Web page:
The Fed's plans aren't without risks.
First, under the proposal it would mean the Federal Reserve would trade directly with the money market industry. In previous attempts -- QE1, QE2 and Operation Twist -- the Fed only traded with "primary dealers." Those included some of the largest U.S. and international commercial banks, including
(C - Get Report)
(JPM - Get Report)
Bank of America
(BAC - Get Report)
That means banks would no longer be direct beneficiaries of the Fed's liquidity largess which, according to Krishnamurthy, while risky is not necessarily a bad thing.
"The Fed would like to test bypassing commercial banks and go straight to the money funds. The Fed does so much with the banks that some diversification is really critical," Krishnamurthy said.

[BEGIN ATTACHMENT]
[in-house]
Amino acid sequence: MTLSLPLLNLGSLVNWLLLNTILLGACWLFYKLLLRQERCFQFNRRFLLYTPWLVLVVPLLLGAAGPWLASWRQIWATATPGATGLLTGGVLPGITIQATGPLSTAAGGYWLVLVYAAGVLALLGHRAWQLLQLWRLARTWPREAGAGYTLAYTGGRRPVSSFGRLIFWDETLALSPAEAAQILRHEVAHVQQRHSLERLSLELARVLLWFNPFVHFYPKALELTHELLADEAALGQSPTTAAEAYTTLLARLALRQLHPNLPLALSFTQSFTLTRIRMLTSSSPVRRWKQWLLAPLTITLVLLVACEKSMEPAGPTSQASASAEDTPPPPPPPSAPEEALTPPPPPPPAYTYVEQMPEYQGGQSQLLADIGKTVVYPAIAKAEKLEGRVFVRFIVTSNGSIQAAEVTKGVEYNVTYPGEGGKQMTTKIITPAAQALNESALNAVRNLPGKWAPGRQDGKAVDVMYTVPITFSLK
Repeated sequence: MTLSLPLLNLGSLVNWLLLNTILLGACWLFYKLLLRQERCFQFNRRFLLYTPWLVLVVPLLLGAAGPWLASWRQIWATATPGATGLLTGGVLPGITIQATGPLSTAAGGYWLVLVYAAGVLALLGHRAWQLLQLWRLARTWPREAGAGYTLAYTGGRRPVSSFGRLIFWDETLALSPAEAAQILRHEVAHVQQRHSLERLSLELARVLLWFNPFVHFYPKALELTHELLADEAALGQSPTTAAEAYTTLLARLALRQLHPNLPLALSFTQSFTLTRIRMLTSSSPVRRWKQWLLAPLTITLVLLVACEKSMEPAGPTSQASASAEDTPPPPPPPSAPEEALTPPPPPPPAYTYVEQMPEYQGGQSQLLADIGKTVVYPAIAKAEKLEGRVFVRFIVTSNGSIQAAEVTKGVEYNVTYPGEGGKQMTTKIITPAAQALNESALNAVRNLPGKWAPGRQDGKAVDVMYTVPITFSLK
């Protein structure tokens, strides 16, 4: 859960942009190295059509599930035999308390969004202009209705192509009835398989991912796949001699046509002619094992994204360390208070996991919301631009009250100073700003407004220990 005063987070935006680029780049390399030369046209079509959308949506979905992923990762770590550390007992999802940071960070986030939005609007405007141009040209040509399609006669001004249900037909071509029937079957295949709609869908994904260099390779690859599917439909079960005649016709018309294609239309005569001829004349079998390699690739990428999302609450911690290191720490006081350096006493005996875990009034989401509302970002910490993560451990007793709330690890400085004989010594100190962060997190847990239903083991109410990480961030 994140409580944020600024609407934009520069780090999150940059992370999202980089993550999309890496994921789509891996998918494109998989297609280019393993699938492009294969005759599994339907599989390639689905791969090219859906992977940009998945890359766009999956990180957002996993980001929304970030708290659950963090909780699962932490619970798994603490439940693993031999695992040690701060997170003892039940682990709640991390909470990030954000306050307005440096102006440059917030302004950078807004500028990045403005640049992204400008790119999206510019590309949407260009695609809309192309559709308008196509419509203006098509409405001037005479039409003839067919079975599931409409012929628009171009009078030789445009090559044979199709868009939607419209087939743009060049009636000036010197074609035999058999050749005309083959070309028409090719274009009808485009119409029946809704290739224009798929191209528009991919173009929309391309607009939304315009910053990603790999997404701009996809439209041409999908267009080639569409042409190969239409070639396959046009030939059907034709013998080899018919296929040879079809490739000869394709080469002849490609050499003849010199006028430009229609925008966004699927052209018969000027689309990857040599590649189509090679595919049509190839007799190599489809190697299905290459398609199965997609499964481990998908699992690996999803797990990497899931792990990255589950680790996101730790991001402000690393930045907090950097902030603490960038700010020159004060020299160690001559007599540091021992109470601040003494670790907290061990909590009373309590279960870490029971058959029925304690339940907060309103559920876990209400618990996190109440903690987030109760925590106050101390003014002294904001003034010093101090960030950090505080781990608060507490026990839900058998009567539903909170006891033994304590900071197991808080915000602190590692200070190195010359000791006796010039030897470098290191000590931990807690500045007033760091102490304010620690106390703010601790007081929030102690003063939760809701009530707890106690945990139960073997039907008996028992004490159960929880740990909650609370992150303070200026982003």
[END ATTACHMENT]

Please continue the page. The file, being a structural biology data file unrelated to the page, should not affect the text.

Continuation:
Also, by convincing money funds to buy up longer dated bonds it could push them out of the commercial paper market, a critical source of funding for companies as large as
(GE - Get Report)
to middle market manufacturers.
"If I am a money market fund with bunch of cash, I can either go into commercial paper or I can get the same yield with Fed as the counterparty and have Treasuries as collateral on a repo," Krishnamurthy said. "It doesn't get much better than that, and it could easily crowd out commercial paper."
Krishnamurthy ends up being in favor of the new Fed program, even if the stated purpose is about controlling stock market perceptions rather than addressing underlying economic growth.
"I'm on the Fed's side on this. Putting more reserves into the system this way is not inflationary," he said. "But in the end, it will depend how much of an appetite there is for this."
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